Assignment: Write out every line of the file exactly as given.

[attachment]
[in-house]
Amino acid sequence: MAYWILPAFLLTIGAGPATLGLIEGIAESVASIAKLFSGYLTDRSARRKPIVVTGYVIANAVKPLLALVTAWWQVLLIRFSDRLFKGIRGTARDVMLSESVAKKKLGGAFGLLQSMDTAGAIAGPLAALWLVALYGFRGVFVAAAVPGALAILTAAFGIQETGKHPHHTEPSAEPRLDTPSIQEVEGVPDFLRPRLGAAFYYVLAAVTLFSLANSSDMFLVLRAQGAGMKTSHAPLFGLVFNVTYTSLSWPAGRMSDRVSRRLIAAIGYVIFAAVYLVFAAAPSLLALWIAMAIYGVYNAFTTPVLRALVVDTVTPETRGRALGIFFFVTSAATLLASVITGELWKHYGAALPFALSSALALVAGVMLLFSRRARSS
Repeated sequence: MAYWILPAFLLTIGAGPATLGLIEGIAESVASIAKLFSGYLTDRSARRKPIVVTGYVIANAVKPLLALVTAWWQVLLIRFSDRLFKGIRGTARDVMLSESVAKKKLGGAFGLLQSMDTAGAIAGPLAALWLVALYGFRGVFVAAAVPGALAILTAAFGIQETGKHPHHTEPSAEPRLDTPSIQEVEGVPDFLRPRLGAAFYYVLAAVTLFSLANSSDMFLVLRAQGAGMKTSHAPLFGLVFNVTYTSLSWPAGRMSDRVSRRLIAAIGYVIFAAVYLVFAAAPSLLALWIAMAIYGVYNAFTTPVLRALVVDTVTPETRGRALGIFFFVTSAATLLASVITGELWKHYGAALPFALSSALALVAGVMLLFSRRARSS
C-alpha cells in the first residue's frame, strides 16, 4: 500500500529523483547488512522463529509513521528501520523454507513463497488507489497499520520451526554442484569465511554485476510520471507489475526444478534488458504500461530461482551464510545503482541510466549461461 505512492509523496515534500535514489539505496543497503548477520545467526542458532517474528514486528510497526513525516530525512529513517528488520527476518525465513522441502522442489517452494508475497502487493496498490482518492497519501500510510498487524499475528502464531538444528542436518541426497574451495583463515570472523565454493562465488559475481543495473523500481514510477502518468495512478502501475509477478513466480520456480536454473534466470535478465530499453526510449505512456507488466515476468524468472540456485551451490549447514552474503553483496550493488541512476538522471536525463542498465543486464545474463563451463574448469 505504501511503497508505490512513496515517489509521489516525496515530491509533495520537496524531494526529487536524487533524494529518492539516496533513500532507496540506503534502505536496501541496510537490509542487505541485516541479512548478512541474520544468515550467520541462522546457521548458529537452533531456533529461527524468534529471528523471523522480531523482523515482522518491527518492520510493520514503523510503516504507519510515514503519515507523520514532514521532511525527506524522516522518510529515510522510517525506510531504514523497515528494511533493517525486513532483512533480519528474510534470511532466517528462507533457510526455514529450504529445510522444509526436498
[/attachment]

[in-house]
Amino acid sequence: MAYWILPAFLLTIGAGPATLGLIEGIAESVASIAKLFSGYLTDRSARRKPIVVTGYVIANAVKPLLALVTAWWQVLLIRFSDRLFKGIRGTARDVMLSESVAKKKLGGAFGLLQSMDTAGAIAGPLAALWLVALYGFRGVFVAAAVPGALAILTAAFGIQETGKHPHHTEPSAEPRLDTPSIQEVEGVPDFLRPRLGAAFYYVLAAVTLFSLANSSDMFLVLRAQGAGMKTSHAPLFGLVFNVTYTSLSWPAGRMSDRVSRRLIAAIGYVIFAAVYLVFAAAPSLLALWIAMAIYGVYNAFTTPVLRALVVDTVTPETRGRALGIFFFVTSAATLLASVITGELWKHYGAALPFALSSALALVAGVMLLFSRRARSS
Repeated sequence: MAYWILPAFLLTIGAGPATLGLIEGIAESVASIAKLFSGYLTDRSARRKPIVVTGYVIANAVKPLLALVTAWWQVLLIRFSDRLFKGIRGTARDVMLSESVAKKKLGGAFGLLQSMDTAGAIAGPLAALWLVALYGFRGVFVAAAVPGALAILTAAFGIQETGKHPHHTEPSAEPRLDTPSIQEVEGVPDFLRPRLGAAFYYVLAAVTLFSLANSSDMFLVLRAQGAGMKTSHAPLFGLVFNVTYTSLSWPAGRMSDRVSRRLIAAIGYVIFAAVYLVFAAAPSLLALWIAMAIYGVYNAFTTPVLRALVVDTVTPETRGRALGIFFFVTSAATLLASVITGELWKHYGAALPFALSSALALVAGVMLLFSRRARSS
C-alpha cells in the first residue's frame, strides 16, 4: 500500500529523483547488512522463529509513521528501520523454507513463497488507489497499520520451526554442484569465511554485476510520471507489475526444478534488458504500461530461482551464510545503482541510466549461461 505512492509523496515534500535514489539505496543497503548477520545467526542458532517474528514486528510497526513525516530525512529513517528488520527476518525465513522441502522442489517452494508475497502487493496498490482518492497519501500510510498487524499475528502464531538444528542436518541426497574451495583463515570472523565454493562465488559475481543495473523500481514510477502518468495512478502501475509477478513466480520456480536454473534466470535478465530499453526510449505512456507488466515476468524468472540456485551451490549447514552474503553483496550493488541512476538522471536525463542498465543486464545474463563451463574448469 505504501511503497508505490512513496515517489509521489516525496515530491509533495520537496524531494526529487536524487533524494529518492539516496533513500532507496540506503534502505536496501541496510537490509542487505541485516541479512548478512541474520544468515550467520541462522546457521548458529537452533531456533529461527524468534529471528523471523522480531523482523515482522518491527518492520510493520514503523510503516504507519510515514503519515507523520514532514521532511525527506524522516522518510529515510522510517525506510531504514523497515528494511533493517525486513532483512533480519528474510534470511532466517528462507533457510526455514529450504529445510522444509526436498